What It Takes To Legalize Your Secondary Suite
September 10, 2018
September 10, 2018
Secondary suites are a great way to add to the household income or help pay for a family’s house mortgages. They are also quite affordable which make them great for tenants sourcing out affordable apartments. These self-contained units have living and sleeping quarters and a built-in, bathroom, entrance, and kitchen. It also has access to other facilities outside the unit such as the house’s laundry room and yard.
However, despite rental units being an option for many renters and homeowners, there are legalities that make them less accessible to the population. As more and more regulations with regard to creating and renting out units are put in place, an increasingly pressing question homeowners face is whether their secondary suite is legal or not.
Just last year, Square One Insurance Services Inc. surveyed over 5000 homeowners from Ontario, British Columbia, and Alberta on whether rental unit owners had disclosed their home’s secondary suites to the government. It found that 17% of the total detached houses from three of the top five most populated provinces of Canada were illegal.
Ontario, the province where 40% of Canada’s population resides, has the highest percentage of ‘illegal’ detached houses at 21%. On the other hand, British Columbia, the third populous province, sits at second with 15% of owners admitting their units were not listed; while Ontario, the fourth most jam-packed province, completes the list with 14% of its granny flats being operated secretly.
However, Square One reports that actual percentages may be higher than what was published. They believe there may be many more homeowners who are reluctant to reveal the existence of their units. Square One president Daniel Mirkovic says the hesitation may be partly due to homeowners: (1) buying homes with already attached units, (2) not knowing there are municipal laws that govern secondary suites, and (3) fear of penalties and sanctions.
Moreover, the laws surrounding the creation and maintenance of detached homes are exhaustive, stringent, and, some, even outdated. Besides that, many municipalities do not permit secondary suites and, if they do, it is only within selected neighbourhoods. Even if units were legalized, there would still be a number of homeowners who are not financially prepared to upgrade their units to fire and building standards. To them, it is all too costly and complex.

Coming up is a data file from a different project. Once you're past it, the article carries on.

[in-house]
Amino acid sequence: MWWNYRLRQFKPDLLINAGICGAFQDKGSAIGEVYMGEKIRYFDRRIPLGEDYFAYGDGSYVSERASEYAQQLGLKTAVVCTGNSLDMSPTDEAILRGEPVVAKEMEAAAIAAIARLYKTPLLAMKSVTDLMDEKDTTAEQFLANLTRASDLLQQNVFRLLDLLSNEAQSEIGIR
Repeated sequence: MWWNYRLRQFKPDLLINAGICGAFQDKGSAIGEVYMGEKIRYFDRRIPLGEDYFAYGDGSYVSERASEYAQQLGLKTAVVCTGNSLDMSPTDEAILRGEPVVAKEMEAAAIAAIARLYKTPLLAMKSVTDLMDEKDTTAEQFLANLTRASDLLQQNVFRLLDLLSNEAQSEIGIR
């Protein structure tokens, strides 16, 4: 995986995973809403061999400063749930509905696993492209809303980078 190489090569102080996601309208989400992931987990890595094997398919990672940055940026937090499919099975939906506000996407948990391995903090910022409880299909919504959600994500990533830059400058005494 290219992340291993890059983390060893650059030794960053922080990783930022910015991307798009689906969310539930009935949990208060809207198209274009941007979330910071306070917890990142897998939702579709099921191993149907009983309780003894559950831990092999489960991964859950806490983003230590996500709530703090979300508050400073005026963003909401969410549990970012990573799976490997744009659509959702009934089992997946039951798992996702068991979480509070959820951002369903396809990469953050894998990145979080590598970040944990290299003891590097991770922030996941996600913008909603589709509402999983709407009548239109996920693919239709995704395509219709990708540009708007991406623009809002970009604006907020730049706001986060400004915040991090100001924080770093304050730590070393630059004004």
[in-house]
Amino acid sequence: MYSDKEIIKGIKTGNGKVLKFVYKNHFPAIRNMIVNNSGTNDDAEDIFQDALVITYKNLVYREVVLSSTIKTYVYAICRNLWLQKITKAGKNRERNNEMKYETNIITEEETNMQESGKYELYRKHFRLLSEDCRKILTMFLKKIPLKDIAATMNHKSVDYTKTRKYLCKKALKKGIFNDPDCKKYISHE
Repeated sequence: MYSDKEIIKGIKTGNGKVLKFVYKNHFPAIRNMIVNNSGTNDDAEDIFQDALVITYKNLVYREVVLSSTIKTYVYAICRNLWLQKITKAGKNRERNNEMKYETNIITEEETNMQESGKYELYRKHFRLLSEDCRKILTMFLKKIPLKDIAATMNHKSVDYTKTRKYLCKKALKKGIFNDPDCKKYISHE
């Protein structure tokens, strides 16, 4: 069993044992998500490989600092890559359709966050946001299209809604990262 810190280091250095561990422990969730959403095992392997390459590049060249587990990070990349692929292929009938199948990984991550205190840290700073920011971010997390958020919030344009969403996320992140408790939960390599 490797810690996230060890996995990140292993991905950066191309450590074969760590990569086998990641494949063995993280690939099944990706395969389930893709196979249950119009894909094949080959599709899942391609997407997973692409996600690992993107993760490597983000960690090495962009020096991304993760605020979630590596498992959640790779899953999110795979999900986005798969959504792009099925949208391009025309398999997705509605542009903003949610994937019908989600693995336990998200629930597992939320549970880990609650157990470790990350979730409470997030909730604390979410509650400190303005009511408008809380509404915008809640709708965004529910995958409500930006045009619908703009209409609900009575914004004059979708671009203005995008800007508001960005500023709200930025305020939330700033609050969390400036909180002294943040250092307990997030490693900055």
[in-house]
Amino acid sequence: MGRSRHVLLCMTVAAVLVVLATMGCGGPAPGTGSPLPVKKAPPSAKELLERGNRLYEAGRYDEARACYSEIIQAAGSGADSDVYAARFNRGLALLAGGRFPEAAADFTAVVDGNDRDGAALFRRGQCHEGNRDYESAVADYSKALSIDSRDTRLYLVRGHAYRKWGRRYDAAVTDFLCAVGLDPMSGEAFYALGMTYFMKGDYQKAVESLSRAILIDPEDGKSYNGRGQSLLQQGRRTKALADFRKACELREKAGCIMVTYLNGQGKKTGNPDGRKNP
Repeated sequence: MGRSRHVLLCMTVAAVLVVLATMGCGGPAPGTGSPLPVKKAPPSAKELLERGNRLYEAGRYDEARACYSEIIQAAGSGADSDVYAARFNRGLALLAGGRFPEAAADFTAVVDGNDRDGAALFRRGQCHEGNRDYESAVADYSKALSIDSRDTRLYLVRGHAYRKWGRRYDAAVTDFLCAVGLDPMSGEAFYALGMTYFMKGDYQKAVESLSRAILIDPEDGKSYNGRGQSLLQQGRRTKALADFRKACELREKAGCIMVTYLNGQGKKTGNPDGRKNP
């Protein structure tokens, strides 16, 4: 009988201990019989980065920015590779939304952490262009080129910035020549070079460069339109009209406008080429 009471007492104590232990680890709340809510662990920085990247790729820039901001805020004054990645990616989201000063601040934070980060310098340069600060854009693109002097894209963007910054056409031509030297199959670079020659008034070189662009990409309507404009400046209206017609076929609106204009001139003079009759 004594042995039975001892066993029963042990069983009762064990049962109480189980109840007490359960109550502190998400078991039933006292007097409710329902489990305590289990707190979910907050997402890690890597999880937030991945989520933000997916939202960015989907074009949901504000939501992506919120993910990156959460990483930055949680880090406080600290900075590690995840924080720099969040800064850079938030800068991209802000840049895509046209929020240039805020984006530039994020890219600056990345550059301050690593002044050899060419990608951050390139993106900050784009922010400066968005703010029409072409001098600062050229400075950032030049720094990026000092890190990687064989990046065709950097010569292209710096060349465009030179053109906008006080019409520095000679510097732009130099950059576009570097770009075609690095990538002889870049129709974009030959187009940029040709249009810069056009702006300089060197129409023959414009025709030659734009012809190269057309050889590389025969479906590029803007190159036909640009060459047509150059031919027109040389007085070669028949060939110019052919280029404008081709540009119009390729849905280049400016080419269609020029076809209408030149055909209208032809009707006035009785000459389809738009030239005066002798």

But if the resident remains inclined to legalize their flats then they will have to comply to provincial, territorial, and/or municipal requirements. While varied per city, municipality, or province, some of the more common regulations include zoning restrictions, building code compliance, unit size restrictions, minimum parking requirements, inspection and licensing compliance.
Recently, municipalities have taken the initiative to alter a few policies as affordable housing becomes an issue. These changes include municipalities easing regulations, increasing the number of these areas, as well as expanding the building types allowed to construct a unit.
Building Code Compliance
The design and construction or upgrade of a secondary suite is governed by Canadian provincial and territorial codes, which regulate the maximum area for specific floors, window dimensions, smoke alarm installation, and ceiling height requirements. Three of the requirements being entrances, fire safety, and height, moisture, and natural light especially for basement apartments.
Usually, provinces and territories conform to the national fire and building codes from the National Model Construction Codes (NBC) with regard to secondary suites. However, provinces may make their own provincial codes based off on the NBC and the National Model Construction Codes. Some of the provinces that have taken to creating their own requirements are Ontario, Quebec, British Columbia, and Alberta.
Unit Size Restrictions
Unit size restrictions are dependent on the individual unit and the municipality guidelines. Most of the time, it does not create much of an issue. However, there are some municipalities that require flats to not be smaller than the main. Otherwise, the municipality would categorize it as an “accessory.”
Minimum Parking Requirements
Most municipalities require parking spaces for tenants of laneway houses. The minimum is at two per house, one for the main family and one for the occupants of the secondary unit. However, these vary substantially on the zone the unit is built.
If a unit were to be built in an area with a well served public transit then parking standards are less rigid. But, some cities like Nanaimo, require a total of three parking spaces off the street – two for the main home and one for the laneway house.
Municipal officials are only allowed to inspect units if it is believed to be threatening the overall health and safety of its occupant, the family, or the community. But, other than that, the power of a municipal official to inspect secondary suites is quite limited and totally dependent on legislation. The people with the most authority to conduct inspections are, generally speaking, fire officials.
Licensing is often a way for municipalities to regulate secondary suites and ensure its residents have decent and safe housing.